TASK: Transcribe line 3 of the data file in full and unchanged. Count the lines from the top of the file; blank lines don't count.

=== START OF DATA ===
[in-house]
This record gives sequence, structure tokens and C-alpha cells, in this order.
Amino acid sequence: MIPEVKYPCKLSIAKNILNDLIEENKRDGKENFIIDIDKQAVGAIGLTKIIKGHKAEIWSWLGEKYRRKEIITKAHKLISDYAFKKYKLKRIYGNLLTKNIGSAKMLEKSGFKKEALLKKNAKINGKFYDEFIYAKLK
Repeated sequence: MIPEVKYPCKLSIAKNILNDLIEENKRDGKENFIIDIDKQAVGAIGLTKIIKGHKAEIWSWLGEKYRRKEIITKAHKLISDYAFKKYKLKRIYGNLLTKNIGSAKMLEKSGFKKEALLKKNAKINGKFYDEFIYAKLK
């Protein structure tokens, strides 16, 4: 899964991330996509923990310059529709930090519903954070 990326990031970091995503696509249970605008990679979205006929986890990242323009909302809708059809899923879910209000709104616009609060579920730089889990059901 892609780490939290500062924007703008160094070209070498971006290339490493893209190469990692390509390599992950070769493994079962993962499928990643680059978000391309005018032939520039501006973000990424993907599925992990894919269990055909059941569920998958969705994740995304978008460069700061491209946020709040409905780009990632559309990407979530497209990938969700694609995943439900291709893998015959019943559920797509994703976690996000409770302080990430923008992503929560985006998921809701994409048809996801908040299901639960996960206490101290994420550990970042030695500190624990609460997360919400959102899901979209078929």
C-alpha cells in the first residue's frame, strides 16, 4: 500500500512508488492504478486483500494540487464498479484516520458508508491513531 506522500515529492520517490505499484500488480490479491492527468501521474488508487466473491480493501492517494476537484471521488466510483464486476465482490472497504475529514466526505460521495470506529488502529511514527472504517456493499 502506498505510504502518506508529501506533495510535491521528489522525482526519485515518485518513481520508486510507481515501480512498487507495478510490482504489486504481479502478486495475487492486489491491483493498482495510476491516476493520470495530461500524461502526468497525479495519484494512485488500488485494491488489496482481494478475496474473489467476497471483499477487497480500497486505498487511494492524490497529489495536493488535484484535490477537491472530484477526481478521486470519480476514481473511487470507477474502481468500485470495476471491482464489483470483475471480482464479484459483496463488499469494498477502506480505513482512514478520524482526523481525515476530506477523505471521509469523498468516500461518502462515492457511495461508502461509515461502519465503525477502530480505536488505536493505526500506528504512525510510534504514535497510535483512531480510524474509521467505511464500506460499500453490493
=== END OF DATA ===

Amino acid sequence: MIPEVKYPCKLSIAKNILNDLIEENKRDGKENFIIDIDKQAVGAIGLTKIIKGHKAEIWSWLGEKYRRKEIITKAHKLISDYAFKKYKLKRIYGNLLTKNIGSAKMLEKSGFKKEALLKKNAKINGKFYDEFIYAKLK